Big3 co-founder Ice Cube knew it was going to take a year or two to get bigger names to play on his summer circuit.
“In a lot of ways, (last season) was definitely a ‘show me’ year,” Ice Cube told NBC Sports. “Some (players) actually told us they would wait to see how we did this year before they would want to be a part of it. We knew trying to introduce something this new would have people kind of taking a wait-and-see approach.”
Cube seems to be prescient — players are coming.
Metta World Peace will play next season — under his old name Ron Artest — the league announced Monday, as the co-captain of Stephen Jackson’s Killer 3’s. This NBA season World Peace is working as a player development coach for the Lakers’ G-League team.
Also, Allen Iverson will return for his second season as a Big3 coach and possibly spot player.
A lot of people checked out the Big3 in person and on Fox Sports 1 last season, but as much out of curiosity as anything. Like the NBA, the Big3 needs star power to sell, and the ownership of the league understands that. They are on the recruiting trail, and former players of the league expect it to work.
“People were trying to see if this was a joke or how serious it is, but now the retired players are seeing this game and they’re excited about what is taking place,” 11-year NBA veteran Mike James said last season. “So from this year to next year, you’re going to see more familiar names playing in this league, you’ll see more ex-superstars that played the game. And then you’ve got guys on their last leg in the NBA, they got something to look forward to.”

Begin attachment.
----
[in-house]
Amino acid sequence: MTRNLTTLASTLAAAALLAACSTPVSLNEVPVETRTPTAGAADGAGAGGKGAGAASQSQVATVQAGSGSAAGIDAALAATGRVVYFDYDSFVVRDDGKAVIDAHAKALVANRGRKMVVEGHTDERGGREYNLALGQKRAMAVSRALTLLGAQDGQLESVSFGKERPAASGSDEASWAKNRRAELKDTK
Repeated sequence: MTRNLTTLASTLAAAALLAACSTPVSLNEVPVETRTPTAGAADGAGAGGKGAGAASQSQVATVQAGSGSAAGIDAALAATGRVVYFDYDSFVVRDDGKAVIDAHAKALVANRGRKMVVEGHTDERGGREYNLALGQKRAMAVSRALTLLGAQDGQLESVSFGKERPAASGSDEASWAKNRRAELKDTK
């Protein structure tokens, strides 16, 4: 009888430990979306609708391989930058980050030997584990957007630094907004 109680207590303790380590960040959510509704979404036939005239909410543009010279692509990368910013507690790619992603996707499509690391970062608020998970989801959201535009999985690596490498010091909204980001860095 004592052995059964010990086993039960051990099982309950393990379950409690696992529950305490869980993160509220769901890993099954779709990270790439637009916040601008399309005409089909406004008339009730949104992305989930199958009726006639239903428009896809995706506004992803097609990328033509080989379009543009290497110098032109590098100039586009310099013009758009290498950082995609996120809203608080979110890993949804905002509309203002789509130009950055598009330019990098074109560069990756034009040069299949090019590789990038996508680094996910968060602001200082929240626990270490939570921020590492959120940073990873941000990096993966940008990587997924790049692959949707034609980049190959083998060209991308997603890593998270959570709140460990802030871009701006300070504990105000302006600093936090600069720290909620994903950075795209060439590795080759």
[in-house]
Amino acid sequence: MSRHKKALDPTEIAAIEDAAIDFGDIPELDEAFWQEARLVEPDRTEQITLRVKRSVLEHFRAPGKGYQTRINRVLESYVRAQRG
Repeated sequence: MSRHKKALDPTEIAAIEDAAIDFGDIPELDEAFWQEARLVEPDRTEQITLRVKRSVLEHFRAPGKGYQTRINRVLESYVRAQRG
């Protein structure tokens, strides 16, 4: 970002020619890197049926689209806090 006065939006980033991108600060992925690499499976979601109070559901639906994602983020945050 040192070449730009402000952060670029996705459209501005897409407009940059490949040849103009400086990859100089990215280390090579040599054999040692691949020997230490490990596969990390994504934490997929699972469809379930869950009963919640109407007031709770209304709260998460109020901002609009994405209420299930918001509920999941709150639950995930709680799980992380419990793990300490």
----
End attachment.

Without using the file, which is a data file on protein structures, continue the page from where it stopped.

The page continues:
That’s what Ice Cube and the backers of the Big3 are counting on.
EL SEGUNDO, Calif. (AP) — Metta World Peace has joined the Los Angeles Lakers’ NBA G League affiliate as a player development coach.
The veteran NBA forward was added to the South Bay Lakers’ staff Monday.
World Peace played 16 NBA seasons for six franchises, including six years with the Lakers from 2009-10 and 2015-17. He was a standout defensive player who won a championship alongside Kobe Bryant and Pau Gasol in 2010.
While he hasn’t publicly retired, the forward formerly known as Ron Artest will assist South Bay Lakers head coach Coby Karl and his staff.
World Peace earned the longest suspension in NBA history for his role in the Indiana Pacers’ infamous brawl in the stands at Detroit in November 2004, but he matured into a valued veteran leader for the Lakers.
The players union released its long-anticipated long-overdue awards, and there are some doozies. First of all, I still can’t figure out what Chris Bosh – who was announced as the “host” of the Twitter-released awards – has to do with this. But let’s get to the actual winners.
Here are the major awards, with the traditional award/Players Voice equivalent:
No surprise Westbrook won both MVPs. He deserved them. Still, James Harden could’ve hoped for a split result like in 2015, when Stephen Curry won actual MVP and Harden won the players’ version.